What we know about banking practices at the height of the boom is that, banking sales team members were being handsomely rewarded for pitching complex products such as Interest Rate Swaps and other derivative and hedging products to clients – both individuals and businesses – nationwide on behalf of the high street banks’ investment banking units.
The culture at the time the interest rate products was sold was one of high credit and selling as many financial products as possible to clients, without the client fully recognising the consequences. A far cry from the current age of austerity! Bank employees pressurised their employees to meet aggressive sales targets.
At the time, the overwhelming majority of the bank’s clients would negotiate on the loan, but failed to realise – or putting it more appropriately – failed to have the full implications explained to them, that the bank was making the majority of its profit on the hedging product.
We now know that there was little transparency on pricing and the level of profit was almost never disclosed.
In a typical scenario, the bank would charge less sophisticated “retail” clients large margins to generate extra profits. One example might be that if a hedge was for a £10 million loan for 10 years, a bank might charge the equivalent of £300,000 in profit, possibly more, as standard industry practice.
Worse still, the profit on these products was locked-in by the banks from day one of the transaction, meaning that if a client decided shortly after taking out the loan that they wanted to make early repayment of the loan in full, they would potentially face a charge in the form of a break fee of tens of thousands i.e. the bank’s profit on the swap product.
Although the counter argument to the mis-selling allegations is that banking clients have a responsibility to obtain the most favourable deal for themselves, and that professional advice, should be taken, with more than one quote from more than one bank… In order for that argument to stack up, due to the complexity of the products, for SMEs to fully understand what they are entering into, they would need a team of advisers, beyond the level of a local accountant, IFA or commercial solicitor. It is unrealistic to argue that a SME has such resources and it is not simply a case of shopping around for the most preferential quote.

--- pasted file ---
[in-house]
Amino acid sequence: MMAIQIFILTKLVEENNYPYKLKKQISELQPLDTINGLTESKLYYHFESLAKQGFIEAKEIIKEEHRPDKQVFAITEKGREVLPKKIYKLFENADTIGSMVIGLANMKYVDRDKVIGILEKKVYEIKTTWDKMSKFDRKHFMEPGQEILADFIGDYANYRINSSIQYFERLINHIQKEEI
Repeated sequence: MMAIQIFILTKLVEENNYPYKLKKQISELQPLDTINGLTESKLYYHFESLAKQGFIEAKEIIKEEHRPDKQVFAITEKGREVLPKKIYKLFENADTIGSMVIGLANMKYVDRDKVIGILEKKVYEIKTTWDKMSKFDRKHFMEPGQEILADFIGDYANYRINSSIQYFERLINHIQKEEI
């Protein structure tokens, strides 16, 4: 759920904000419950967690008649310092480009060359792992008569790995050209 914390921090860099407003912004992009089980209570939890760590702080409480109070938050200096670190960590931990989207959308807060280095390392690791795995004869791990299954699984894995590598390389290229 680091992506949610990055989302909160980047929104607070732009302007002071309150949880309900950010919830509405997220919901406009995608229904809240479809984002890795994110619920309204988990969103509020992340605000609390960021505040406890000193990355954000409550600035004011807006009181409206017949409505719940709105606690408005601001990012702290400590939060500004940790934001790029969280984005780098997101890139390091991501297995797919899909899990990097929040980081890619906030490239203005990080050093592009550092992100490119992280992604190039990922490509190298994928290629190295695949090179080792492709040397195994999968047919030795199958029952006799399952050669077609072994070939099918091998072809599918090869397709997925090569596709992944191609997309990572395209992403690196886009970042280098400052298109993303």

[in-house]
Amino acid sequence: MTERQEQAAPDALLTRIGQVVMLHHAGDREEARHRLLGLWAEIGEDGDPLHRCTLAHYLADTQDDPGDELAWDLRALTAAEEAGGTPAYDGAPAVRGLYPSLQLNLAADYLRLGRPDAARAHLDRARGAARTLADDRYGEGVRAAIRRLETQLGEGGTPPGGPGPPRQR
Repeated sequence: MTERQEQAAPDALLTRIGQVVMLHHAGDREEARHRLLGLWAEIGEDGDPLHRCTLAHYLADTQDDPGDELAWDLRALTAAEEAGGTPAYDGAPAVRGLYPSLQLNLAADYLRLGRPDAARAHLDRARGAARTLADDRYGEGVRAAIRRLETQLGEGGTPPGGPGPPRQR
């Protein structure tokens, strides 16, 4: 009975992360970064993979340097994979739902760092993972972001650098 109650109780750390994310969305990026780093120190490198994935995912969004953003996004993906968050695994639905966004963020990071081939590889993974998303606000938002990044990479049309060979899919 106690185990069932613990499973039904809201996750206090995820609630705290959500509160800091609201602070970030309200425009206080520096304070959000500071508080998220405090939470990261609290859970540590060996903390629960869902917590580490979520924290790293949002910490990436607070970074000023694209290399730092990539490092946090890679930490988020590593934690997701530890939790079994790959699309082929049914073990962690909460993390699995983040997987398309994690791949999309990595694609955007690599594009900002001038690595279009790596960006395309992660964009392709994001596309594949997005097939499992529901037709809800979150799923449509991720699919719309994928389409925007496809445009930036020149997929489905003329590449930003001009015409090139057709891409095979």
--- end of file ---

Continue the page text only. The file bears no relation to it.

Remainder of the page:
How can Gregory Abrams Davidson LLP help you or your business?
At GAD, we are acting for a number of clients who believe that they have been mis-sold financial products including Interest Rate Swaps. Our specialist Financial Misselling departing fully understand the sensitivity of the commercial issues, where continuation of the banking relationship through a negotiated settlement may be in our client’s best interests. We also recognise, however, that there may be a need to resort to litigation, which would be used to improve a your or your business’s bargaining position.
In terms of costs, GAD would discuss all available options with you and your business in order to reach the most favourable means of proceeding with your matter.
We would urge clients to act sooner rather than later, due to the current media attention. With interest rates at a low point, businesses should be looking to take advantage of any possibility to be placed in a stronger position, which would surely make a difference to the bottom line and their survival and growth.
If you would like to find out more about financial misselling, hedging products or interest rate swaps or any other issue mentioned in the above article as it is relevant to you or your business, especially if you feel that you may have a case, then please call Ciaran Montague now on 0151 236 5000 or email email@example.com